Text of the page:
Decimation Stages with WDFs for Flexible Digital Receivers
Easy adaptation to several mobile communications standards is a design goal for wireless communications transceivers, where end users require low cost, low power, and small device size. We can achieve multistandard capability by moving channel selection into the digital domain, where it can be implemented by programmable digital filters. We need a wideband A/Dconverter in such architectures so that the desired channel is digitized together with the unwanted adjacent channel interferers.
Deltasigma modulators with oversampling are especially well suited for this application because the adjacent channel interferers are filtered out by the decimation stages along with the highpass shaped quantization noise. You don't need additional filtering for channel selection and the antialiasing lowpass filter requirements are relaxed due to oversampling.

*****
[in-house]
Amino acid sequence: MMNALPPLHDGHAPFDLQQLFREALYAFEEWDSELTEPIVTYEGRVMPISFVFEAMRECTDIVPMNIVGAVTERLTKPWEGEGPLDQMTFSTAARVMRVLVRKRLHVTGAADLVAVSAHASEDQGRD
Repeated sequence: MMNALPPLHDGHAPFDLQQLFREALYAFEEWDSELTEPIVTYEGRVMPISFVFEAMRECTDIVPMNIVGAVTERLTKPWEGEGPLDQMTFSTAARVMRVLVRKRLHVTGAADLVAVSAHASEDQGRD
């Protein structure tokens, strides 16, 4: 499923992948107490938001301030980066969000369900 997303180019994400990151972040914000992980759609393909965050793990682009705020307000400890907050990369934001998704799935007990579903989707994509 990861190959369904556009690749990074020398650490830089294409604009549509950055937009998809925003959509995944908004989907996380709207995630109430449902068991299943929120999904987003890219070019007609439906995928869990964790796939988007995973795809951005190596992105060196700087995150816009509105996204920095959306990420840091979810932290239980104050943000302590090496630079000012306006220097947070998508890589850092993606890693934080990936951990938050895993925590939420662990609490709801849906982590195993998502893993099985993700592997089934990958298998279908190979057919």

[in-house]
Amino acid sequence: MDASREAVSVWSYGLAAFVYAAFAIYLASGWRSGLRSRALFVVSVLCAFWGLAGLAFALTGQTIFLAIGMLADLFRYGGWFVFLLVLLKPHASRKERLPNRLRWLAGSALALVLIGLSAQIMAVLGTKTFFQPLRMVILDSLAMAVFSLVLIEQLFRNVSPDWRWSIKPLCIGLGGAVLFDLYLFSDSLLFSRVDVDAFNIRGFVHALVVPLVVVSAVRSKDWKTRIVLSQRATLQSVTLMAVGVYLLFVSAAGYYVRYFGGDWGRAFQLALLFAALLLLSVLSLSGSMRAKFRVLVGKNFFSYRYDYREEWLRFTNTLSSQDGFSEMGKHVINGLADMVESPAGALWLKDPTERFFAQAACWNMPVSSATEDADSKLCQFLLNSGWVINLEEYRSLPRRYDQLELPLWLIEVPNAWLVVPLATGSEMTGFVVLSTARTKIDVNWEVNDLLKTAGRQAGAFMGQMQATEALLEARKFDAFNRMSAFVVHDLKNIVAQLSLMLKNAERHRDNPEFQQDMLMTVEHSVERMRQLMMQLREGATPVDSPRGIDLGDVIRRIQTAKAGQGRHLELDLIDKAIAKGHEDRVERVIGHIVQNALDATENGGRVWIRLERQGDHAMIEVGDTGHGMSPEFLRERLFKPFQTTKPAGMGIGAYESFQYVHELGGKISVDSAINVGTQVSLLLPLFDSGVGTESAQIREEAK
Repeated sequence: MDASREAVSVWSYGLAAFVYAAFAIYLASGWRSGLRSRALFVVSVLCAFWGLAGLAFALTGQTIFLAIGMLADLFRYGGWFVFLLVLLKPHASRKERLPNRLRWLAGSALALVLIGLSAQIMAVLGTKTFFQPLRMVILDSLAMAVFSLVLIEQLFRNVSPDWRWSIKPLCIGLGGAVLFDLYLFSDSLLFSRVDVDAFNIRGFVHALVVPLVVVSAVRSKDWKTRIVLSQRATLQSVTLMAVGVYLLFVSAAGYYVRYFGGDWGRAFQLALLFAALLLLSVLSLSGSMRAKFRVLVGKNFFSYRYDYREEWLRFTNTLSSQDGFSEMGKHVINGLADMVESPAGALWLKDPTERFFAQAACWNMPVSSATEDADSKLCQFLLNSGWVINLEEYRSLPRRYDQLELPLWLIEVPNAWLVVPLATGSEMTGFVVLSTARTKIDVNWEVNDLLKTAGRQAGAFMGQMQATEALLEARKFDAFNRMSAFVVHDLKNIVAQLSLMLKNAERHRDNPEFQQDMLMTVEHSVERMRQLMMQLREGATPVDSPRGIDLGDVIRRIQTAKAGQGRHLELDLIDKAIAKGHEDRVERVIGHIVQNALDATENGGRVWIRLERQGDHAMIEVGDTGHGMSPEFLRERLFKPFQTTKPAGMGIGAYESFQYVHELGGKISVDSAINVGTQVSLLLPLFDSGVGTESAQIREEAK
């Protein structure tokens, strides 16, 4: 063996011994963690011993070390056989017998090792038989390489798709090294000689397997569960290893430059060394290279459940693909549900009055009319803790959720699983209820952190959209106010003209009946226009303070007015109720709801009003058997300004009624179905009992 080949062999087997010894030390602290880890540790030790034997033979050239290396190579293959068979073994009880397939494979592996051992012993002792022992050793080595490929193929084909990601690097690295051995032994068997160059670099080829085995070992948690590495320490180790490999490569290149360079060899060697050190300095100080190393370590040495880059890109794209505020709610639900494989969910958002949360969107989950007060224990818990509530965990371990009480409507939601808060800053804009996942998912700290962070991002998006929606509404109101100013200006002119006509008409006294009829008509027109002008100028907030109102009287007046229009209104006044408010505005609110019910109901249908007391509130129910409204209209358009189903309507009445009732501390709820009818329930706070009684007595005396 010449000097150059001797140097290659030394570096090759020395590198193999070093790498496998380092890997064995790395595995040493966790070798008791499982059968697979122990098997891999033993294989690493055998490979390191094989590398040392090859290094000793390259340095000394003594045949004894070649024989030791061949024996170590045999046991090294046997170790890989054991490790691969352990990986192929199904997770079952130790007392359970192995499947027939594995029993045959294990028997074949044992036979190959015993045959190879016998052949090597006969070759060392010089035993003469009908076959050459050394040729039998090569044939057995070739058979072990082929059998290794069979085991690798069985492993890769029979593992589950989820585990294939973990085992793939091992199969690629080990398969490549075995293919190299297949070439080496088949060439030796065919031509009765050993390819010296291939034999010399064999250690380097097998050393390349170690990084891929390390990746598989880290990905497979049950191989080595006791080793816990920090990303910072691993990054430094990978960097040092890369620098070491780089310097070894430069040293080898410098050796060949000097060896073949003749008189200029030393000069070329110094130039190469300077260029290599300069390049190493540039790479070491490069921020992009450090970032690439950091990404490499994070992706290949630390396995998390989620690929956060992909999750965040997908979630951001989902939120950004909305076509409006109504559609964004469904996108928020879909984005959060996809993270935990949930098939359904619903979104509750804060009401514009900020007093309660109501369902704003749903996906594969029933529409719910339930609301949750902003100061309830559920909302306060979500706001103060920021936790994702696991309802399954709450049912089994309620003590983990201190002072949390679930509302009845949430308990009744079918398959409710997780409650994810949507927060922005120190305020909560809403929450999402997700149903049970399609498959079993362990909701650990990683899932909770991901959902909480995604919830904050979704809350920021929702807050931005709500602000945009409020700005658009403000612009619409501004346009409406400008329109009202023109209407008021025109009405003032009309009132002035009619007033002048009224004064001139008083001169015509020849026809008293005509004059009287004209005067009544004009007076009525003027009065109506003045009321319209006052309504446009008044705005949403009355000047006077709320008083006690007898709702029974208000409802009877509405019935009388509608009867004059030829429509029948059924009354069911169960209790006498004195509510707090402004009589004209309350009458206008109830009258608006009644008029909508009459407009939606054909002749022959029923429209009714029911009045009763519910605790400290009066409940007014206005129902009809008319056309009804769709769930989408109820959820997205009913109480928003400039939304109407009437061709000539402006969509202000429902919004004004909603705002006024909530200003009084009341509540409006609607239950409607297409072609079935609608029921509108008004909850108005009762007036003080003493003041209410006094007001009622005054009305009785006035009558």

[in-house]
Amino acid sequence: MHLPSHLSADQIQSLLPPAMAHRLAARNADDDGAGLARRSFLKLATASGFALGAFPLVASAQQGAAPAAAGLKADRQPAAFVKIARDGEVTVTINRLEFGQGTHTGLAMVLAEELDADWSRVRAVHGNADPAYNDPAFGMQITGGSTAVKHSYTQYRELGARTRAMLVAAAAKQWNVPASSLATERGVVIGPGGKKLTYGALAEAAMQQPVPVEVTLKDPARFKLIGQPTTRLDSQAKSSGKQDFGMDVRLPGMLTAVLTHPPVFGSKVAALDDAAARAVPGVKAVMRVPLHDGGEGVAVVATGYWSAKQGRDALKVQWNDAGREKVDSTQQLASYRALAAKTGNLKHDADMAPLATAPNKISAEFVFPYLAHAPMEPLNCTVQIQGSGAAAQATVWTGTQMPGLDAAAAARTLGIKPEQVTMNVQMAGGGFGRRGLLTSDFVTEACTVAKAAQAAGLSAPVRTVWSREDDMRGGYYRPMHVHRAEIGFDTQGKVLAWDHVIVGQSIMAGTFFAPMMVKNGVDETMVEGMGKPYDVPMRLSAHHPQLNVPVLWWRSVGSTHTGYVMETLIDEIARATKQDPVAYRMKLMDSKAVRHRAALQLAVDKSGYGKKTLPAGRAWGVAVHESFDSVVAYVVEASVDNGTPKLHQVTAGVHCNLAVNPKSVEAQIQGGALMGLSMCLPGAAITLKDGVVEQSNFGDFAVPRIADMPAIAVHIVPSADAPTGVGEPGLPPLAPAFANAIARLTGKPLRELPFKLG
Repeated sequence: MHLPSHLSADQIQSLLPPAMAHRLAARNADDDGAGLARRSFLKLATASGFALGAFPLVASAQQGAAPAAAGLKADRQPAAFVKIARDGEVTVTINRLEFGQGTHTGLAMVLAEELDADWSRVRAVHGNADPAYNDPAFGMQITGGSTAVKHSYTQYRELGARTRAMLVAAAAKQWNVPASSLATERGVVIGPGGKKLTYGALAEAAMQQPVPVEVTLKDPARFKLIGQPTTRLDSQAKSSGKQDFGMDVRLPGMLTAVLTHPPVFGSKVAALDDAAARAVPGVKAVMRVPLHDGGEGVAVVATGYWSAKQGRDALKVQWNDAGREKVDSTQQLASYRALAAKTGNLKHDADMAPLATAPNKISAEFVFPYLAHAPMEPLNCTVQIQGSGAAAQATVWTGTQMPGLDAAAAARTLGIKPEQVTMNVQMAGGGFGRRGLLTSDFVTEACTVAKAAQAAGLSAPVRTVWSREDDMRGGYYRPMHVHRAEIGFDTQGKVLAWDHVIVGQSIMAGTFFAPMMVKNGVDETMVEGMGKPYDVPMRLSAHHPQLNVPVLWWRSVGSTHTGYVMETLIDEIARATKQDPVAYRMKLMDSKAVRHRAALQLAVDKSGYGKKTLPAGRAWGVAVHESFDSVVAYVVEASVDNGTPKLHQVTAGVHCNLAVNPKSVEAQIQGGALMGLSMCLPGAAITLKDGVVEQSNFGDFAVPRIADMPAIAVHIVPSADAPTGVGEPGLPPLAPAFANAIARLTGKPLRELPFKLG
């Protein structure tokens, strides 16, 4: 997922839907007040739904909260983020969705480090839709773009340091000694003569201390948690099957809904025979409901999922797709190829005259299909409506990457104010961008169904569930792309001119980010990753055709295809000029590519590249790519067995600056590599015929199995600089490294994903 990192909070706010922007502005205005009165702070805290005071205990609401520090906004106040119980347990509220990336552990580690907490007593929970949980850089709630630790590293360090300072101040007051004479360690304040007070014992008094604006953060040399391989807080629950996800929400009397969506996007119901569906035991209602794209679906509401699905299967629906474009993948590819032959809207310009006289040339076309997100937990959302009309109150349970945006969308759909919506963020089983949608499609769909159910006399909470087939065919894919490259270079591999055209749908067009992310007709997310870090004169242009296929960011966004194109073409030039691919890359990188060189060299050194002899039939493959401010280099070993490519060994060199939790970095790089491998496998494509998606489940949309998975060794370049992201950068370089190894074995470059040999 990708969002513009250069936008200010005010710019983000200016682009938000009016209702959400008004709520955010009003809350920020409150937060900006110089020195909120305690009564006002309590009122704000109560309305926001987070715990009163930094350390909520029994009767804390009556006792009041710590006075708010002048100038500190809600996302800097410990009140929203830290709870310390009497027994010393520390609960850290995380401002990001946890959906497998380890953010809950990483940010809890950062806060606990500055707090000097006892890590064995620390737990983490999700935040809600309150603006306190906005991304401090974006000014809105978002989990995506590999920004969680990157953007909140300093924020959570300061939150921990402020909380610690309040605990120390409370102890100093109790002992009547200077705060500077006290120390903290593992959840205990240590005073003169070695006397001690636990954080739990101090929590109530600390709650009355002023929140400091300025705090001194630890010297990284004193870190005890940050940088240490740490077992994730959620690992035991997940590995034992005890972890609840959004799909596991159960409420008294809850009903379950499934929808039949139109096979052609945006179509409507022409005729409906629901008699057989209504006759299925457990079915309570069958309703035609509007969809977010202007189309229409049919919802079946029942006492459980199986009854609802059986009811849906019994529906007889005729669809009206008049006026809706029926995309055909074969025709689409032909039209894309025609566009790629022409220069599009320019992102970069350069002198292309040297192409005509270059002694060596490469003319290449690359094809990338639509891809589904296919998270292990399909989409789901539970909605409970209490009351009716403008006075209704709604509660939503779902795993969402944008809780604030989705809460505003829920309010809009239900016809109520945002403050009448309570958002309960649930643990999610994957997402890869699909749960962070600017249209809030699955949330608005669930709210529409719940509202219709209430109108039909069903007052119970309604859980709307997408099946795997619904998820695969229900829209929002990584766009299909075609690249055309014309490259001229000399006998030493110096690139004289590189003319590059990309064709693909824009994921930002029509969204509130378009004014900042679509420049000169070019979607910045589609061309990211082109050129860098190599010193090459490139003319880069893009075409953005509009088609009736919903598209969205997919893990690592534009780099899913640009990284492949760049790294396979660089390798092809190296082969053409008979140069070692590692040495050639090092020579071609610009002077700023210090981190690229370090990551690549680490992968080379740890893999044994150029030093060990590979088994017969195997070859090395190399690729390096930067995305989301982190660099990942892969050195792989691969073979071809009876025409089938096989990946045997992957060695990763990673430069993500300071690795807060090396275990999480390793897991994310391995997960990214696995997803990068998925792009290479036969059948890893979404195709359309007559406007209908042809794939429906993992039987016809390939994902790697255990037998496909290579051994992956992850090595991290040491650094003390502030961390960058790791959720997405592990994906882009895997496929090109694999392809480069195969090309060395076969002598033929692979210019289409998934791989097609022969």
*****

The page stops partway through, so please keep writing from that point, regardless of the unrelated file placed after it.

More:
For optimal performance, the decimation stages of such a receiver must meet certain requirements, which should be taken into account during the filter design process. You should especially minimize the group delay of the filters to allow the implementation of a fast AGC in the receiver. Furthermore, no significant groupdelay distortion may be introduced in the pass band. To account for the very stringent cost and lowpower requirements in a mobile terminal, you must optimize the decimation filters for a cost effective FPGA or ASICimplementation. Avoid a generalpurpose DSP for multiplications and MACoperations in favor of a lowgatecount implementation. Finally, to account for the required flexibility, the decimation filters should be adjustable with respect to the decimation ratio.
There are several filter structures available for the decimation stages of deltasigmamodulators. This article will show that for the lower decimation stages, properly designed cascade connections of loworder lattice wave digital filters (WDFs) are especially well suited for this application—in particular, with respect to the requirements of a flexible digital receiver. Lattice WDFs consist of a parallel connection of all pass sections. These filters have several advantageous properties, such as lowcoefficient sensitivity in the pass band, low roundoff noise, and an absence of parasitic oscillations. Furthermore, they are minimumphase recursive filters.